Looking back at my writing this year is bittersweet. Much of what concerns me about the current state of the world was also a great spur for writing. In previous years I often had to look hard for topics to write about. In 2016, they seemed to come in waves, each hitting me in the face and then yelling at me for not having written about them yet. My problem, therefore, has generally been focusing on any one topic long enough to fashion it into a post. An upshot of this is that I have lots of half-written posts that may finally get finished in 2017.
They are mostly about religion and covering that topic is my writing resolution for the next 12 months. It seems to be one of the few subjects at the moment where I can find readily find hope, not only for the hereafter but also in the possibility of (re)building actual existent communities in the present. That might go some way towards addressing the sense of dislocation that propelled so many people towards the political extremes this year.
And it is of course politics that dominates this list: lots on Brexit, the US elections and reviving liberalism. Weirdly, however, the other topic that has done remarkably well is music. I say weird because I hardly ever write about it. When I do it has tended to be to share factoids. As far as I can recall there are only two occasions on which I attempted something more ambitious. They were both on Leonard Cohen, both written within the past few months and both take top slots in this list.
Aside from the posts below, my favourites and the one on which I got the best feedback were on the folly of thinking Britain is a boat rather than an island and another reflecting on my feelings towards the US following Trump’s victory. I also really liked Rob’s piece on the Stop the War Coalition’s ‘curious’ comfort with non-Western militarism.
As always, thank you for reading. I could do write in a notebook or keep it is a word document but there’s something about having an audience that makes it seem more worthwhile. I know that the internet means you have literally unimaginable choice as to what to read but you have chosen to spend a small part of your time on my writing and that makes me intensely grateful.
“Irving Kristol once quipped that a conservative is “a liberal who’s been mugged by reality”. But as we’ve seen there’s a hard headed case for liberalism. What makes for authoritarianism is not scepticism about humanity but selective optimism that gives some the right to rule over others. The central liberal insight is that power is dangerous – whoever has it.”
I don’t think that presenting a depressing case for liberalism has been a concious mission of mine this year but I seem to have been doing it
Speaking of depressing topics, probably my saddest post of the year was in response to the murder of Jo Cox. A review of MPs being murdered led me to conclude “….it’s important that we grasp that Britons have no special immunity to violence. The UK is not a theatre in which it is safe to shout fire. If you dehumanise an other – be they immigrants or the Tories – you are putting them at risk. If you suggest that our democracy is so broken that change is impossible, you may find someone drawing the implication that it is acceptable to try and force change. And if you present ordinary political disputes as matters of extreme – perhaps existential – importance then maybe someone will take you at your word and react disproportionately.”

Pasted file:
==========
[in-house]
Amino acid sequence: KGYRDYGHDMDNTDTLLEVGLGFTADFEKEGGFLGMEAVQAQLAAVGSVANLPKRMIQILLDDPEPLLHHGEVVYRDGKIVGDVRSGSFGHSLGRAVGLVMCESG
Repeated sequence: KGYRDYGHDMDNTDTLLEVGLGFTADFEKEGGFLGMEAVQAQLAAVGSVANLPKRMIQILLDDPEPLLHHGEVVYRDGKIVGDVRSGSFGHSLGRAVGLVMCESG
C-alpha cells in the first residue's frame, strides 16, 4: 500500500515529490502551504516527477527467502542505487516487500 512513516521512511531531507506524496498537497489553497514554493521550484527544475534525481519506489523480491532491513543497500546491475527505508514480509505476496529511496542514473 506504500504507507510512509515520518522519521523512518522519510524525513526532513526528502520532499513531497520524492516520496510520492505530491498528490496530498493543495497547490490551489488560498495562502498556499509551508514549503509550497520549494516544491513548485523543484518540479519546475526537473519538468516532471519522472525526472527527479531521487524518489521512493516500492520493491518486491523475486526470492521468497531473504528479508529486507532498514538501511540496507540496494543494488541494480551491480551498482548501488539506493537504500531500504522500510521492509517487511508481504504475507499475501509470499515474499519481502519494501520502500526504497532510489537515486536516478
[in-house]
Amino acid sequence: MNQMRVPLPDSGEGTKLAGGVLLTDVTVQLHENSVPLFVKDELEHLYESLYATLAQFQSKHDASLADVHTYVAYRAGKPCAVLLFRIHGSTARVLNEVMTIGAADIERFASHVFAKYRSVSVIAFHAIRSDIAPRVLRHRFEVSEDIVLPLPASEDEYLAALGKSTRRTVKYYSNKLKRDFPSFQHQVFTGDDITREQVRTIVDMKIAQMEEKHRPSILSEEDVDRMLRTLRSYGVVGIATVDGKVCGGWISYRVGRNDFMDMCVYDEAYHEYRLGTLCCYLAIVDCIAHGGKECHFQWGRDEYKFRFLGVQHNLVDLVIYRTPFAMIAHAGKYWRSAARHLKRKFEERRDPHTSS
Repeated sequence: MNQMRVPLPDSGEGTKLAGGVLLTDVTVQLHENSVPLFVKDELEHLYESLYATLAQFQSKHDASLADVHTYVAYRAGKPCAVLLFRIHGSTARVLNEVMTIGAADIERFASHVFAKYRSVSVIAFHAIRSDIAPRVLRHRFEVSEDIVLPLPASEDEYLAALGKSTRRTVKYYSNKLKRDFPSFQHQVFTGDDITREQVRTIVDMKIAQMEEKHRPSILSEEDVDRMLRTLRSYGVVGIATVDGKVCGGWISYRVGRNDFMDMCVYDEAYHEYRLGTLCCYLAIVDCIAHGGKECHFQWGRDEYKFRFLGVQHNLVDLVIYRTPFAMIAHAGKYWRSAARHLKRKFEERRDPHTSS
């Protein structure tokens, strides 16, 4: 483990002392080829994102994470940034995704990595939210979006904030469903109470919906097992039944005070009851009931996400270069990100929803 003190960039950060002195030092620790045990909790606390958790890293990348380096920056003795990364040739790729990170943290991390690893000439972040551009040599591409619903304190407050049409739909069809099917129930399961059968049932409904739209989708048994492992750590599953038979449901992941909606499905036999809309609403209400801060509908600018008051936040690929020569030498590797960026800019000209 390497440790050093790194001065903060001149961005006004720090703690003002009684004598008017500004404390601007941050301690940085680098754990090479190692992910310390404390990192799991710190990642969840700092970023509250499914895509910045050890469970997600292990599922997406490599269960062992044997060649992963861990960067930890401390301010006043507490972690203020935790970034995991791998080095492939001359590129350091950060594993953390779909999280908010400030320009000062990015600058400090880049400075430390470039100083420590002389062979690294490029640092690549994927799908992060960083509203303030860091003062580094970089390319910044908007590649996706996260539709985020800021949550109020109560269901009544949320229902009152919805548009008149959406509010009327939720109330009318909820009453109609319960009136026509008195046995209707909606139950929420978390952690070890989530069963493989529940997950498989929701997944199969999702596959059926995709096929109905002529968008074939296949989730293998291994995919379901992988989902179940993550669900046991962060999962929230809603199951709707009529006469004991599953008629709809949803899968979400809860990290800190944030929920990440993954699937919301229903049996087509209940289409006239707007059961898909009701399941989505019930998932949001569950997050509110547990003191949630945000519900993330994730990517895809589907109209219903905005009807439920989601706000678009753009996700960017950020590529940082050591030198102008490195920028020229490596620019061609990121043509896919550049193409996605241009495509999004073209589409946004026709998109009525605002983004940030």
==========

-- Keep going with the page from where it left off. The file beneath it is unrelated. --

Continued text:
My ten step plan for dealing with the aftermath of the Brexit vote. I think it mostly holds up.
Disparaging Senator Sanders’ run for the presidency became a recurring theme of mine. This was my most sustained and policy heavy go at the topic. It mostly centred on the revelation that the funding for his medicare for all proposal – the centrepiece of his policy platform – relied on reducing the federal government’s spending on drugs to less than zero.
This was essentially just me republishing an infographic from Foreign Policy. Autocomplete options from China’s largest search engine indicate that Bulgarian’s milk induced longevity is apparently a thing.
“That makes Brexit an unjustified gamble, which in turn makes it a profoundly unconservative thing to do. It is therefore be surprising that so many members of the Conservative Party back it. And furthermore that they do it in such a thoroughly unconservative way. Rather than wisdom and caution they offer bravado. Rather than warning of the dangers, they ridicule those who do as “merchants of doom” who can be ignored because…uhh…Britain. You will search Burke and Oakeshott’s writings in vain for a passage explaining how exclamations of national machismo can substitute for the hard work of policy making and institution building. Yet that is what many self-proclaimed ‘conservatives’ are in fact doing.”
“When my attempts to explain my illness would fall flat, I’d often wish I could just get out my phone, open up Spotify and play them some Leonard Cohen. If you’ve heard any of his songs, that won’t necessarily come as surprise. He could dramatise misery like a master, hence his songs are exactly the kind of thing that in ordinary language we call ‘depressing’. But it’s more than that. He wasn’t just writing sad songs. He was writing about a specific kind of sadness I recognised.”
I guessed that “the press will overreact to the result on the Democratic side” and that “whatever the outcome in Iowa the [Republican] race will remain turbulent”. The second one was clearly true, still unsure about the other.
It is of course fate that the post the most people see is the one I begin by explaining why I shouldn’t be writing it. Nonetheless, I take it as a vindication of the argument that a lot of people were searching around online for someone to articulate it.